Yesterday was Epiphany, marking the end (at least in a liturgical sense) of the Christmas season, and the return of 'Real Life' after the time of celebration and feasting. And oh, yes. . . Real Life is most definitely upon us. . .
I've written here, and in my previous blog, about my grandchild(ren), 1F's 'birth-daughter' (just recently turned 8 years old) and her adoptive siblings. And of how God, true to His Word, has indeed 'worked everything out for the good'.
You have probably also noticed that, since roughly a year ago or so, the frequency of my posts here has become considerably less. There are a variety of reasons for that, mainly subsumed under the heading of 'Real Life Hath Its Demands'.
And so it came to pass, late last spring, that one such Demand made itself known. 6F took Jen aside and told her that she, 6F, just barely turned 18, and not yet, at the time, graduated from high school, was pregnant.
You want to think that the younger kids, especially the girls, were paying attention when 1F was going through her own pregnancy. But. . . perhaps not. I don't know what it's like for women, exactly, but I know that most guys (and young guys most especially), faced with the immediate availability of sex, aren't so clear-headed as to say, "Wait. . . you could get pregnant. . ." or, "But we aren't married yet. . ." Maybe in my grandmother's day, but not just lately. (And perhaps the size of my own family will attest to my own uh, shortcomings as pertaining to self-control. . .) And, even so, the generation of a new human life loses none of its sacred wonder for the circumstances being, shall we say, somewhat sub-optimal.
6F's boyfriend is, on the whole, a solid kid, responsible, hard-working, etc. (by which I mean he's diligent, frugal and focused; the question of keeping wicks dry is a separate matter). We have thought that, if it should happen that way, we wouldn't have any serious objections to the two of them marrying. In, oh, say, five years, when they're both more, uh, grown up than they are now, and clearer on the distinction between being married and 'going steady' (though I doubt that anyone calls it that anymore). But this puts a whole new twist on timetables and suchlike, and adds pressure to the marriage (and the family) that they hope to form together.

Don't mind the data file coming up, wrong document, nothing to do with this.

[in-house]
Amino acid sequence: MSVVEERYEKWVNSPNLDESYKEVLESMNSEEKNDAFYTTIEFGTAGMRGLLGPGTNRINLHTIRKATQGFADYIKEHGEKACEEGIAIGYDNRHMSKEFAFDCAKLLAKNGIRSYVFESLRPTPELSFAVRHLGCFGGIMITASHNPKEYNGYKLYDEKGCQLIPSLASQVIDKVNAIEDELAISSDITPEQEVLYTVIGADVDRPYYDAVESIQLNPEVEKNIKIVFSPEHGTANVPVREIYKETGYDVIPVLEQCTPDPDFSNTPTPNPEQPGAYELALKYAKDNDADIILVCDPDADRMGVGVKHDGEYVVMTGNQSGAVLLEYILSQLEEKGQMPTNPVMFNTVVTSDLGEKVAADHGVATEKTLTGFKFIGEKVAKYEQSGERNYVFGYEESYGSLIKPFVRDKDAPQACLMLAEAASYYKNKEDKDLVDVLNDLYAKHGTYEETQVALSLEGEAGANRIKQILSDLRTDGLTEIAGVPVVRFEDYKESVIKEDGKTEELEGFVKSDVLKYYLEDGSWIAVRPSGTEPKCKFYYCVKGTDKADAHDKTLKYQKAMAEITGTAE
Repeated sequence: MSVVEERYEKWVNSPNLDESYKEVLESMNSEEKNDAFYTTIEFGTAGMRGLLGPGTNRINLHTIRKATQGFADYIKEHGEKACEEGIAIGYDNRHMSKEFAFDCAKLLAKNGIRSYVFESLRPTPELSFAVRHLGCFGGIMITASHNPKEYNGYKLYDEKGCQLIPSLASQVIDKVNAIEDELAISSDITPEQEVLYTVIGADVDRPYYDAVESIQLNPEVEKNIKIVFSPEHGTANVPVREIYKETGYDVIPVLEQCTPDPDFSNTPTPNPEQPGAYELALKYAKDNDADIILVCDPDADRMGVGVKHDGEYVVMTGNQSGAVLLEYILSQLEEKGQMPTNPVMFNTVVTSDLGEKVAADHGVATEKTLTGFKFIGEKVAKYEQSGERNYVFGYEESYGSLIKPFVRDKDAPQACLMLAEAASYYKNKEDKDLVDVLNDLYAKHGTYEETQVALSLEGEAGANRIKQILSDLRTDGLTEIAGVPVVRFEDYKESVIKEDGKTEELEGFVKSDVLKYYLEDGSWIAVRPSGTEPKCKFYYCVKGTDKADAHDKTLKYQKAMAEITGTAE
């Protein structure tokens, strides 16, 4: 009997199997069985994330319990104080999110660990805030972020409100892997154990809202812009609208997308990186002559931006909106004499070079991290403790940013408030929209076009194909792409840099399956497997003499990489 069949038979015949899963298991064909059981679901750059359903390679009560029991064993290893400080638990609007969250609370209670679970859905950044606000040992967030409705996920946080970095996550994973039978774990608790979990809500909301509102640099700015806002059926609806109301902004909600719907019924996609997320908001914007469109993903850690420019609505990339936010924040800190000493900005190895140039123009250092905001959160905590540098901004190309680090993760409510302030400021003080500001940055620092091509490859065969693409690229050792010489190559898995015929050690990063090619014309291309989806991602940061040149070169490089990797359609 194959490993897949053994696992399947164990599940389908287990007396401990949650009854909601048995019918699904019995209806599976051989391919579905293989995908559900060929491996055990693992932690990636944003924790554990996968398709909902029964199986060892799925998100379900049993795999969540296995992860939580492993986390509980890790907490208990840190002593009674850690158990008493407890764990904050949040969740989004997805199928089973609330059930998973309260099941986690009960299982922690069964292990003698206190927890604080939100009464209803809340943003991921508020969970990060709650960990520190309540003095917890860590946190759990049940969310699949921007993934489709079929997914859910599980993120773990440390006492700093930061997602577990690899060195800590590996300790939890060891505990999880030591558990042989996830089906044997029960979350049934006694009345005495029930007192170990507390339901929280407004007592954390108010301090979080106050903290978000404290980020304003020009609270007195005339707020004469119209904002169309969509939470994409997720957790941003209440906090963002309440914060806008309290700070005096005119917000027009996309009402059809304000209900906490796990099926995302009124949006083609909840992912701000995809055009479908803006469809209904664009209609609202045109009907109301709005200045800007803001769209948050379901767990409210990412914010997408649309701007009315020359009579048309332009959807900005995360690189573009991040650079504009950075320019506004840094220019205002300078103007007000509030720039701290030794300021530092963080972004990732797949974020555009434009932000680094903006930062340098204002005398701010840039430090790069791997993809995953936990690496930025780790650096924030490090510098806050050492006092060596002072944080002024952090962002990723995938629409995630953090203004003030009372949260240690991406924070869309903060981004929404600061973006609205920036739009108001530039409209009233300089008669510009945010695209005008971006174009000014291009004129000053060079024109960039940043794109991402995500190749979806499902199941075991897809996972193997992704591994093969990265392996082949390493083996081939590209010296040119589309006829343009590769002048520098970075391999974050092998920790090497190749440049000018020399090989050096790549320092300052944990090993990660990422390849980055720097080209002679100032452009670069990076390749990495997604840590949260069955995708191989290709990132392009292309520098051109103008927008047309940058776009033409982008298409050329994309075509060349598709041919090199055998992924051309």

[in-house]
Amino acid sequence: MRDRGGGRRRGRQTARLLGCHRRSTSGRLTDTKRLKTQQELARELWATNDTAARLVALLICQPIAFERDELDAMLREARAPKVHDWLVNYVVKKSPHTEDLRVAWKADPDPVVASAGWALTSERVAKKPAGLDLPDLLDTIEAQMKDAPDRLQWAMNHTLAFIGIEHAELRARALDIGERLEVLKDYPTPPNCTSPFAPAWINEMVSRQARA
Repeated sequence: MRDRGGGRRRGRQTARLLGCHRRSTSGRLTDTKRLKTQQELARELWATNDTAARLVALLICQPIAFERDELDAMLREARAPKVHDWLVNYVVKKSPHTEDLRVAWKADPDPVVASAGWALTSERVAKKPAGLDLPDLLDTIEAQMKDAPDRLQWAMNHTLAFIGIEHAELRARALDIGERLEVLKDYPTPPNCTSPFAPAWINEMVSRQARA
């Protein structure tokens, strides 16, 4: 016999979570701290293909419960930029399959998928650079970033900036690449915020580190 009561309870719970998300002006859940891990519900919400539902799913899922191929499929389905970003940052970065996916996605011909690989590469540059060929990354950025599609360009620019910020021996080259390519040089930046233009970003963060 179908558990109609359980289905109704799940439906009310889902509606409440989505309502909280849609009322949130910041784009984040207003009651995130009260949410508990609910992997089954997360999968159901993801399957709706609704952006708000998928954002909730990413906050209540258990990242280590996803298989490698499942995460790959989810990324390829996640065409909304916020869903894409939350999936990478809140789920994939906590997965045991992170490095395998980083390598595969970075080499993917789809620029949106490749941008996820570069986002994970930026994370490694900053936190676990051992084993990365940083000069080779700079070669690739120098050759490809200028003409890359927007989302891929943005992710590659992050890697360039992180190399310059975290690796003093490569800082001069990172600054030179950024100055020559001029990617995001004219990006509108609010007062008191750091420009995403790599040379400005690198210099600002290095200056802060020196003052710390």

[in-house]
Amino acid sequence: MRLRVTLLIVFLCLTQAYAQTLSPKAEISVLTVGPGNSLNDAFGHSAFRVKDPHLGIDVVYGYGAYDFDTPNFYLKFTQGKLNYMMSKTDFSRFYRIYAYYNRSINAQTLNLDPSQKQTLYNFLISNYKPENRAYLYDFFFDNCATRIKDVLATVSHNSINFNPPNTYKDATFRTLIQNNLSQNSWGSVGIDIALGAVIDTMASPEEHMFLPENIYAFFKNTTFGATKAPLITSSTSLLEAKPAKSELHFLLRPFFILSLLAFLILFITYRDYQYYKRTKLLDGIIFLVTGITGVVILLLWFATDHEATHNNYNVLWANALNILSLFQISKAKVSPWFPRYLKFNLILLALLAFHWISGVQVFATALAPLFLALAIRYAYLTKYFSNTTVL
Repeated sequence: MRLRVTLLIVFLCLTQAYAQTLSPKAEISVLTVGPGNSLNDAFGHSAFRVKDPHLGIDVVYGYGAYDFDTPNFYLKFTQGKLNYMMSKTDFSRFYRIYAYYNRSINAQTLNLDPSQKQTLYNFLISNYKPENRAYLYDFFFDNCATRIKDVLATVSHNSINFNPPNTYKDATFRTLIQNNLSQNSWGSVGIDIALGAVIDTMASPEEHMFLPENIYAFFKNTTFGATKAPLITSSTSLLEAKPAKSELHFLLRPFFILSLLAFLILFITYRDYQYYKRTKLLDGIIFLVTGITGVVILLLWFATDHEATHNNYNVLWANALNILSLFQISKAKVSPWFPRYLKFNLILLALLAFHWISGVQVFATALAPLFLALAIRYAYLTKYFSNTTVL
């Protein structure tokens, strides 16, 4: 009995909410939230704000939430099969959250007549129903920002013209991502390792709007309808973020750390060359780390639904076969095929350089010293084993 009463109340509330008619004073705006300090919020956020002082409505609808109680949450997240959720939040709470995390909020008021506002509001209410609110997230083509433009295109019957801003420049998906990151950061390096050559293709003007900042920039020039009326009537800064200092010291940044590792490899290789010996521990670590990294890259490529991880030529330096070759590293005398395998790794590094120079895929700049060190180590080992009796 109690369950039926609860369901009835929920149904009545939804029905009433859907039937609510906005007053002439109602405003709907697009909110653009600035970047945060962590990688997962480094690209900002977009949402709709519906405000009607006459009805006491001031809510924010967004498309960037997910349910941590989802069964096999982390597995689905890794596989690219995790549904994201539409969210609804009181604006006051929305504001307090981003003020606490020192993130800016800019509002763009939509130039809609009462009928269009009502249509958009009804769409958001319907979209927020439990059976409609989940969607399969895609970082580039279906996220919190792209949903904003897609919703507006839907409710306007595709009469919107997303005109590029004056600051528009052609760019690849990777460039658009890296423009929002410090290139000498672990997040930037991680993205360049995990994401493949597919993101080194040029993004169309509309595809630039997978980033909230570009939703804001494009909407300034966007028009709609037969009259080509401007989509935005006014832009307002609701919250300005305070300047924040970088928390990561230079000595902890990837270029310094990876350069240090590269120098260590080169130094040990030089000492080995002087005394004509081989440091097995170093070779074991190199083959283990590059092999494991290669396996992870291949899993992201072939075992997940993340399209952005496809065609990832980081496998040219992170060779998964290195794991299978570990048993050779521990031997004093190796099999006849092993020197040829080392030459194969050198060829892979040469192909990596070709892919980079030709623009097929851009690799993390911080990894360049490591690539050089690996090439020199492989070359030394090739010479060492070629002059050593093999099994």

We will see what we will see, of course, but Jen and I are mainly of the mind that, if the two of them can form a stable, loving marriage, that would be best all around, for all three of the principals. So we're basically of the mind that we will do all that we can to help the two of them form such a marriage, if they can. If. . .
So, our second grandchild (at least in biological terms) is on his way.
We had a couple months to digest 6F's news before 3M came to us with the news that his girlfriend was also pregnant. Again, wonderful - another new human life is arising from our gene pool. But again - carts and horses, and all that. . .
3M and his girlfriend have been together for nearly two years, and we had frankly thought that we'd be hearing wedding bells before too awfully much longer. 3M has been doing well on his job, and getting himself 'established' to the point that being a husband and father is not a crazy idea. The two of them want to get married, and almost certainly will. But their relationship has had some, uh, volatile tendencies in the time they've been together, and I worry just the least bit that this will put pressure on them to marry, possibly over their own nagging doubts.